Aerial view of a Durban North home which was one of the original farmhouses in the area, showing the main house and additional buildings on the property, which is priced at R8.95 million through Pam Golding Properties.
With average selling prices of freehold residential property and sectional title homes increasing in value by 56 percent and 34.5 percent respectively from 2010 to 2015 (Lightstone statistics), Durban North’s property market strikes a chord with home buyers and instills investor confidence, particularly in the higher income group.
This is according to Carol Reynolds, Pam Golding Properties area principal for Durban North, who says this conveniently positioned area consistently continues to hold its own as a high demand area, largely due to its prime central location, highly reputable schools and stately homes – both ultra-modern as well as grand mansions.
“With the vibey Broadway precinct having been redeveloped as a commercial hub, Durban North has evolved into a standalone live, work, play node. New restaurants are cropping up in the area and there is a notable hive of activity, making the suburb ideal for convenient living.”
“This area attracts families looking for well-proportioned homes on level, established gardens, who are prepared to pay for quality and location. Many of the homes were built over 50 years ago and have been refurbished with careful attention to maintaining the original character and façade of a bygone era.”
Reynolds says currently an average family home costs approximately R3.275 million, with sectional title homes averaging at R2.3 million. “Homes under R4 million literally sell within a few days of listing. In Upper Durban North homes fetch prices from R4 million to R15 million. With a limited amount of space, opportunities for new development are infrequent, although at present we do have a potential development with four stands on it, which will require marketing to end-users due to the high price of land in Durban North”.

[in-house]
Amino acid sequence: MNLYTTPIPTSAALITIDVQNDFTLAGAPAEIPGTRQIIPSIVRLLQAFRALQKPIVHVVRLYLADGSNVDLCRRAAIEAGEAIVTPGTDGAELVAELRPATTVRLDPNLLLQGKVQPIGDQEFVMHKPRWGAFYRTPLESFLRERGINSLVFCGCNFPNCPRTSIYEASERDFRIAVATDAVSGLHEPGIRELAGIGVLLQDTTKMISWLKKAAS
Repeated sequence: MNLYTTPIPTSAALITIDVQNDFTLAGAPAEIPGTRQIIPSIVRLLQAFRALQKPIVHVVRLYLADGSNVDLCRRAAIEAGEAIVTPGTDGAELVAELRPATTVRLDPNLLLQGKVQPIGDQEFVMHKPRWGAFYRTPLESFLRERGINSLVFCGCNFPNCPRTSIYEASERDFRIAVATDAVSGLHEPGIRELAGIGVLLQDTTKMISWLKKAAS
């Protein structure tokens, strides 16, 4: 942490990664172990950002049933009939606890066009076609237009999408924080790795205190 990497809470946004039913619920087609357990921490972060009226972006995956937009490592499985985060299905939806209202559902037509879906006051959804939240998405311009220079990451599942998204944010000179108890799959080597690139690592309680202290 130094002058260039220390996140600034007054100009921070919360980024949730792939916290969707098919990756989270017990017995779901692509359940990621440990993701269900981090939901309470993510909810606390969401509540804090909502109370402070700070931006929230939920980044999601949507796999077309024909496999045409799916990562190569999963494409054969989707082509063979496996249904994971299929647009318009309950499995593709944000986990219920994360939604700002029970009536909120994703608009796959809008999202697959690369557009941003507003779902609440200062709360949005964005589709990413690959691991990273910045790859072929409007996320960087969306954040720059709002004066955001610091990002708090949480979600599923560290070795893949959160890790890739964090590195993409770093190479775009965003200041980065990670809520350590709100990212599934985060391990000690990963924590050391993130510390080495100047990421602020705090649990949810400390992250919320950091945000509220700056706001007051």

“However, Durban North still offers good value for such a prime location. For example, residential property in uMhlanga is now selling for between R20 000 and R35 000 per square metre for brand new builds, and around R15 000 – R20 000 in Durban North should such rare opportunities arise. Existing homes are priced at around R8 000 to R10 000 per square metre in Durban North and approximately R10 000 to R15 000 per square metre in uMhlanga”.
“At the top end of the market Upper Durban North fetches prices from R4 million to R15 million and here our agents Stella Simes and Bryan Tuck are marketing a stately home steeped in history – a rare find in any cycle of the market. Built in 1916 and therefore 100 years old, this superbly constructed residence is, as legend goes, one of the original farmhouses in the area. It is priced at R8.95 million.”
The distinctive red bricks used to construct the house were supposedly fired in Scotland and used as ballast on a ship travelling to Durban. Originally built by the Campbell family but now modernised and beautifully presented, the home proudly sits in a mature half-acre garden in a 24/7 guarded cul de sac on the crest of a hill in Upper Durban North, commanding spectacular sea and city views.
High ceilings, lovely wood floors and natural light characterize this inviting home, with ground floor comprising a study, several reception rooms and a fitted pub. The expansive covered view patio, leading from a modern farm style kitchen, overlooks a very appealing pool and entertainment area. The first floor accommodates four comfortable bedrooms, three bathrooms (main en suite) and a pyjama lounge or fifth bedroom. With their own entrance, the garden includes a second two-bedroom, two-bathroom house, a one-bedroom garden cottage and one bedroom, one bathroom staff accommodation. Other features of the property are a koi pond, double auto garage, staff quarters and laundry/ironing room.
Adds Reynolds: “This exceptional property in a highly desirable area is well suited to a connoisseur with an appreciation for class, elegance and historical value.”